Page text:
In general, cardiac diastolic function can be assessed with conventional echocardiography in B-mode and M-mode. B-mode clearly shows the structure of left ventricle and the dimension of the left ventricle during the systole and diastole. M-mode, furthermore, provides the ability to obtain anatomically correct LV measurements, such as LVESD and LVEDD. Using B-mode and M-mode, we observed a significantly reduced LV end-diastolic dimension in cTnI knockout mice and RCM cTnI transgenic mice, both suffering from a severe diastolic dysfunction [12, 18].
Recently, Doppler echocardiography has emerged as an important clinical tool to provide reliable and useful data for diastolic performance [15, 19]. The noninvasive nature and high-resolution feature of Vevo 770 echocardiography allow us to longitudinally monitor diastolic performance in mice in vivo. Using echocardiography to evaluate diastolic function is primarily achieved via pulsed Doppler imaging of transmitral blood flow and tissue Doppler imaging of mitral annulus velocity. They are all accessed under apical four-chamber view, which is obtained from the lower left side of the animal's thorax. This view essentially allows us to look up from the apex towards the base of the heart and visualize the right and left ventricles, and the mitral inflow tract, with the atria at the bottom of the screen (Figure 3). The transducer is angled by 60–70 degrees and placed in a transverse position with the notch facing the left side of the mouse.
As shown in Figure 3, two diastolic waves, E and A, are seen in normal mitral Doppler tracing. The E wave occurs during the rapid filling phase in early diastole and the A wave occurs in late diastole as a result of atrial contraction. Normally, the E wave is higher than the A wave. Clinically useful mitral inflow parameters include the following: early filling peak velocity (E); atrial peak velocity (A); E/A ratio (normally >1); deceleration time (DT) or the interval between the peak of the E wave to the zero baseline. The isovolumetric relaxation time (IVRT) is also measured and is the phase in which all valves are closed and the ventricles relax without any change in volume.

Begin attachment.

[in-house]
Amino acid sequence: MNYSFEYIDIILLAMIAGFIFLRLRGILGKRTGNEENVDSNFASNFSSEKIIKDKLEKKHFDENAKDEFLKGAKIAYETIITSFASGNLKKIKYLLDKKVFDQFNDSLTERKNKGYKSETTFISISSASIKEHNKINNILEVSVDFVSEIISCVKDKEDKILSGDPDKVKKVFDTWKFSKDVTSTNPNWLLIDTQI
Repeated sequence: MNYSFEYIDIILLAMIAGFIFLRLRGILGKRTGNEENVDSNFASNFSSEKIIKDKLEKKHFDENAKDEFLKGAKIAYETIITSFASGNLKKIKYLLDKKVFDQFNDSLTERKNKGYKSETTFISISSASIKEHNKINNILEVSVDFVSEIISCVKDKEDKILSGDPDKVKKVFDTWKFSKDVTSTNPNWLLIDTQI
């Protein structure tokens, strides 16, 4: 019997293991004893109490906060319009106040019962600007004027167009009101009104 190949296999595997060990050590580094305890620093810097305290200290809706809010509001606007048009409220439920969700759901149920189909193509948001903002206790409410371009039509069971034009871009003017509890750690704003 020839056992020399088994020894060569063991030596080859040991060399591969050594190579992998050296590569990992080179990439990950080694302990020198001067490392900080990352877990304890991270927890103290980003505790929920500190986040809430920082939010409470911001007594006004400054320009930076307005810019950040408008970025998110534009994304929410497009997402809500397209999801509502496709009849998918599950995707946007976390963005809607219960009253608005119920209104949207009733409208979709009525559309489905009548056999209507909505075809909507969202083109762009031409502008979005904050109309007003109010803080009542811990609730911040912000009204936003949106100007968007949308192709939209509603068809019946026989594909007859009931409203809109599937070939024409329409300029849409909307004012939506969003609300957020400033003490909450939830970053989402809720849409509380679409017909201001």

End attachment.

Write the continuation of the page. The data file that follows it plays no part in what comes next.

TDI analysis has become an established component of the diagnostic ultrasound examination, which permits an assessment of myocardial motion. Sample volume is measured at the septal side of the mitral annulus. Early (E′) and late (A′) diastolic mitral annulus velocity and the ratio of E′ to A′ are determined. TDI is very useful to distinguish the pseudo-normalization pattern from the normal filling pattern as reported previously .
The ratio of early filling transmitral peak velocity (E) over the TDI mitral valve E velocity (E′) has established itself as a reliable guide to elevated pulmonary capillary wedge pressure . Pulmonary capillary wedge pressure (PCWP) provides an indirect estimate of left atrial pressure . Although left ventricular pressure (LAP) can be directly measured by placing a catheter into the left ventricle by feeding it through a peripheral artery, into the aorta, and then into the ventricle, it is not feasible to advance this catheter back into the left atrium. LAP can be measured by placing a special catheter into the right atrium then punching through the interatrial septum; however, for obvious reasons, this is not usually performed because of the damage to the septum. Direct measurement of LAP can be available to human hearts, but it is not applicable to mouse hearts. Therefore, the E/E′ ratio for estimation of LAP in mouse hearts is a very useful tool in the assessment of cardiac diastolic properties.
An Example of Transgenic Disease Mouse Model with Diastolic Dysfunction
We applied both pulsed Doppler and TDI to our studies on transgenic mice (from 2–12 months) suffering from restrictive cardiomyopathy due to cTnI mutation [20, 23]. We found an E/A ratio reverse representing a relaxation abnormality in these transgenic mice and restrictive physiology in these mice at the advanced stage . Furthermore, we found that prolongation of IVRT was the earliest sign of impaired relaxation observed in these transgenic mice. This is consistent with previous reports demonstrating that IVRT is the most sensitive Doppler index to detect impaired relaxation because it is first to become abnormal [24, 25].
Pulsed Doppler imaging has been used to assess the blood flow through coronary artery of mouse hearts . From a modified parasternal long axis view, the left coronary artery is visualized stemming from the aorta sinus, traveling between the right ventricle outflow tract and left ventricular anterior wall, and along the left ventricular wall to the distal branch site (Figure 4). Sample volume of pulsed Doppler is placed on the left main coronary artery. Under such condition, Doppler imaging of coronary blood flow consists of two peaks: the preceding low peak representing coronary blood flow in systole and the following high peak representing the coronary perfusion in diastole (Figure 4).